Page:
BEIJING - China continued its upward march in the rankings of a global competitiveness report released on Thursday, while the United States was displaced from the top of the table by Switzerland.
The nation's ranking improved by two notches on the back of advances made in the financial sector and the massive infrastructure construction, said the Global Competitiveness Report (GCR) 2010-2011, released by the World Economic Forum (WEF).
China has also increased its lead over other emerging economies like Brazil, Russia and India, whose rankings remained stable, the report said.
The nation is now ranked 27th in the GCR compared with 29th place a year back, the report said.
The GCR was based on the Global Competitiveness Index, which includes the 12 pillars of competitiveness such as infrastructure, macroeconomic environment, health and primary education.
"China has been rising and rising in recent years," said Jennifer Blanke, chief economist of the WEF. She said the gap between China and other BRIC nations (Brazil, Russia, India and China) is also increasing.
Brazil, India and Russia were ranked 58, 51 and 63 in the WEF report. Switzerland dislodged the US to grab the top slot.
"The biggest strength of China is its large and growing market," said Blanke. She expressed confidence that China will continue to rise in the ranking.
According to the report, China has scored well in several assessment factors such as market size and microeconomic environment, with rankings of second and fourth respectively. But in areas such as higher education and training, technological readiness and financial market development, the country still needs to make more advances.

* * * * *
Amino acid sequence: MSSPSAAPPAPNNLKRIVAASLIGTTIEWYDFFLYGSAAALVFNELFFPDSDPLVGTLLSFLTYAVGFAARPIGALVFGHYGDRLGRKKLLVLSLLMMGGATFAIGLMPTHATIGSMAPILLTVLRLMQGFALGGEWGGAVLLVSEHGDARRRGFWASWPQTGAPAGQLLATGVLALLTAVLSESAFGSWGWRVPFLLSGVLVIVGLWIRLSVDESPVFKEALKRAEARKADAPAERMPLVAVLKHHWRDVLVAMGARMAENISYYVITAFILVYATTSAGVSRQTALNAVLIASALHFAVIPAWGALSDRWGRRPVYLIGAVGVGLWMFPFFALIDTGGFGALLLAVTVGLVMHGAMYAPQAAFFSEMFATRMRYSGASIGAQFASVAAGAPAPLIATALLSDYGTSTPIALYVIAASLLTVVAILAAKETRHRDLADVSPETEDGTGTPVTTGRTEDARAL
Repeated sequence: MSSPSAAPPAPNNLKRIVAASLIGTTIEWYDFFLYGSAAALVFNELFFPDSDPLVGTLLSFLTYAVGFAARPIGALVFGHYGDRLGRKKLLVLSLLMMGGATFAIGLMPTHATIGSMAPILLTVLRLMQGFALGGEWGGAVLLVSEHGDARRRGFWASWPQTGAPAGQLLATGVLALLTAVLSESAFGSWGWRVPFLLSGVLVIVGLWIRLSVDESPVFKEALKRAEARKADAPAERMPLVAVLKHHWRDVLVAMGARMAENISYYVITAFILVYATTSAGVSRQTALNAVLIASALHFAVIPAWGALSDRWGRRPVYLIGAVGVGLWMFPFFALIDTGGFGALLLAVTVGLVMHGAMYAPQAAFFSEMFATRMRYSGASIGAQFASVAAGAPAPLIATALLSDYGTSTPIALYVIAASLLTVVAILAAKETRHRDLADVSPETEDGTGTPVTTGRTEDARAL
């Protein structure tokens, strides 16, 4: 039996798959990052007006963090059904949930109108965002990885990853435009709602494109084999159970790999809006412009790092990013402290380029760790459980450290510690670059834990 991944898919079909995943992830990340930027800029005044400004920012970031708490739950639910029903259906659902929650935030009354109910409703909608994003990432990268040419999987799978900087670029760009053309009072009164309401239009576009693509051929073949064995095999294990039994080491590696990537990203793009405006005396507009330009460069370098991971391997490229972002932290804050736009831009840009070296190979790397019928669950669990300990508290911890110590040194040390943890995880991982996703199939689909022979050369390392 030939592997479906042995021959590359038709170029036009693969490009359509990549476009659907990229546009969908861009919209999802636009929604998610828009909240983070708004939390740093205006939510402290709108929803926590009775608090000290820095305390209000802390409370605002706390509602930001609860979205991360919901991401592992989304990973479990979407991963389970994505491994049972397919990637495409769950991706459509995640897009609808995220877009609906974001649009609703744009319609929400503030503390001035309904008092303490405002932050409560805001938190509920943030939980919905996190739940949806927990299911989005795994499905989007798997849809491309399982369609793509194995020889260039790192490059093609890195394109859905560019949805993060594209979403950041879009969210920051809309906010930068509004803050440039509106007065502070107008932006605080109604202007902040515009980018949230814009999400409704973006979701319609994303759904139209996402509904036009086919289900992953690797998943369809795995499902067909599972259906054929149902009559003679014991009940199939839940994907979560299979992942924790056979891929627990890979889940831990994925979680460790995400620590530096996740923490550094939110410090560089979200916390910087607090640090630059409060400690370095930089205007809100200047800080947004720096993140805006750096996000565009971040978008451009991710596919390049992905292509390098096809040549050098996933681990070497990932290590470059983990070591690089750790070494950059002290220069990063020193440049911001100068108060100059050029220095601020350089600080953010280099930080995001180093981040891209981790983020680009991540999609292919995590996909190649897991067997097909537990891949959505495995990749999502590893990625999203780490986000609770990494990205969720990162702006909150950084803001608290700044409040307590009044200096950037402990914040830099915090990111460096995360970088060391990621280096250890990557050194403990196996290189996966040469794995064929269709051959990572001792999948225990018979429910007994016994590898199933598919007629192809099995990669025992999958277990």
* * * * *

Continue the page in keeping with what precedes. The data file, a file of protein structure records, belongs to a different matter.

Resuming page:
"Most of the BRIC nations have been improving. But China's improvement has been more faster," said Robert Greenhill, managing director and chief business officer of WEF.
Speaking to China Daily, Greenhill said the global economy still faces uncertainties, as the present economic downturn is something that the world has never experienced before.
"We have avoided the fallout from a great depression. But we are still sailing in uncharted waters," he said.
The need of the hour is to enhance and enlarge the scope of cooperation between nations, he said.
China has made rapid advances in shifting its economic focus to innovation rather than efficiency, but it will take some time before the efforts bear fruit, said Greenhill.
Policy instability, and corruption and access to financing are still the major issues confronting investors in China, the report said.
For the US, the WEF report was not exactly a rosy one. The nation slumped to the fourth position as macroeconomic imbalances increased, public and private institutions weakened, and concerns remained about the state of the financial market.
Earlier this week, US President Barack Obama unveiled a new $350 billion stimulus package to alleviate the pressure on the American economy and boost domestic demand.
But Greenhill said other countries may not follow Obama's move, as it is becoming increasingly clear that most of the nations don't have the wherewithal for more stimulus packages. What is needed are smarter and more focused stimulus packages, rather than broad-based measures, he said.